Can a Font be Racist?

Content Warning: Anti-Asian Racism

“Oyster pail takeout box.” Image is licensed under CC BY-SA 2.0. https://commons.wikimedia.org/wiki/File:Oyster_pail_takeout_box_(2558467231).jpg

If you take a look at this photo of a takeout box, you probably don’t have to even think to know what kind of restaurant it came from; the font is clearly “Chinese.”

However, the reality is that there is nothing truly Chinese about this font at all. “Chop Suey Font” is so named because like the American food “Chop Suey,” the font has come to be associated with Chinese culture despite being an entirely American creation (Quito). The first version of this stereotyped font was patented in the United States in 1883 (United States Trademark Office) and has been frequently used in anti-Asian propaganda for the United States government (Quito).

Anti-Japanese propaganda printed by the United States government in 1943. Image is in the Public Domain in the United States. https://commons.wikimedia.org/wiki/File:AntiJapanesePropagandaTakeDayOff.png

Chop Suey Font is also everywhere in early 20th century American music, where sentimentalization and satirization of people of color was a common feature of music enjoyed by white audiences. Here are four examples that I found in the Sheet Music Consortium database (My Chinese Butterfly, My Oriental Girl, Chinese Blues, Oh that Oriental Rag).

While “Oh That Oriental Rag” is not written specifically in Chop Suey font, the lettering resembling bamboo is also an example of an ethnic font, or a font associated with an ethnic identity.

The lyrics and music songs of these songs reflect American attitudes of Orientalism, which defined “Eastern” culture as different and inferior to “Western” culture. Specifically, the East was seen as untamed, seductive, and emotional, while the West was civilized, rational and logical (Grove Music Online). The songs include sensual melodies full of accidentals, sexualized Asian women as love interests, and open fifths, which are frequently used in stereotyped representations of Eastern music, perhaps because of their bare and “primitive” sound.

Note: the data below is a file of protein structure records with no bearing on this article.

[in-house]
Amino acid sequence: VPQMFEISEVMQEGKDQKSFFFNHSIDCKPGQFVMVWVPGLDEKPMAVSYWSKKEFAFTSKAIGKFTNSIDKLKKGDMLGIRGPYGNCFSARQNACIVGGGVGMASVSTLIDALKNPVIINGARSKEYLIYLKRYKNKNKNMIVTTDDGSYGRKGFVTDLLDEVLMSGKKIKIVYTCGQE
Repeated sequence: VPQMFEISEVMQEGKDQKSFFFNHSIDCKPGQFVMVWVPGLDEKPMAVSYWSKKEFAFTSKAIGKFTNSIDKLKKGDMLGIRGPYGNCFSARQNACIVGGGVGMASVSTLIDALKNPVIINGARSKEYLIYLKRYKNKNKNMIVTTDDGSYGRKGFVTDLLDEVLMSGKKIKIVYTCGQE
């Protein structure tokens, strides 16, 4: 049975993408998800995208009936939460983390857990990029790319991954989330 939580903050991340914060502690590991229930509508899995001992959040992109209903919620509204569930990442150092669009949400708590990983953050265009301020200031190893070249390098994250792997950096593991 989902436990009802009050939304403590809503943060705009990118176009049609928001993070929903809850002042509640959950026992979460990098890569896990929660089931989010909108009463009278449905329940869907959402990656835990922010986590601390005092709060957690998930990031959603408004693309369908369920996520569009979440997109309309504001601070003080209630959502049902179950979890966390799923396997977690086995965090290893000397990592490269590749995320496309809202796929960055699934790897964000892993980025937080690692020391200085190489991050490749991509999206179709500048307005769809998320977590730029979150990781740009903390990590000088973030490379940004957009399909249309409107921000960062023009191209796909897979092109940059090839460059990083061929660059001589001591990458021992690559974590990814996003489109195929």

With Chop Suey font so often being used in disparaging contexts, it is worth wondering if the font should be used at all, especially by white people. However, the font is also frequently used by Asian American business owners, which reminds me of our discussion of how early 20th century Americans of marginalized ethnicities often satirized their own identity in order to sell music to white audiences. Like many facets of American culture, Chop Suey Font is a remnant of America’s past that reminds us to consider the less obvious ways in which our country’s history of racism continues to pervade our society.

“Our Country’s Shame”

This week I found an 1874 article from the Weekly Louisianian, a black-owned newspaper that ran from 1837-1921. The article, titled “Our Country’s Shame,” condemned the United States for the prejudice with which they treated the touring musicians of color. The first musician they described was a virtuosic Mexican musician who was pronounced “a wonder as a violinist.” According to the article, the violinist was treated so badly in the United States that he went home early without even completing his tour. The article emphasized the violinist’s high class and noted that in Europe he was “respected by the nobility, from whom he received many admirable presents.”

The second musical group they discussed was the Fisk Jubilee Singers, a prestigious African-American choral group from Fisk University in Tennessee. The article laments how the choir will be treated once they return to the United States form their English Tour (“OUR COUNTRY’S SHAME”).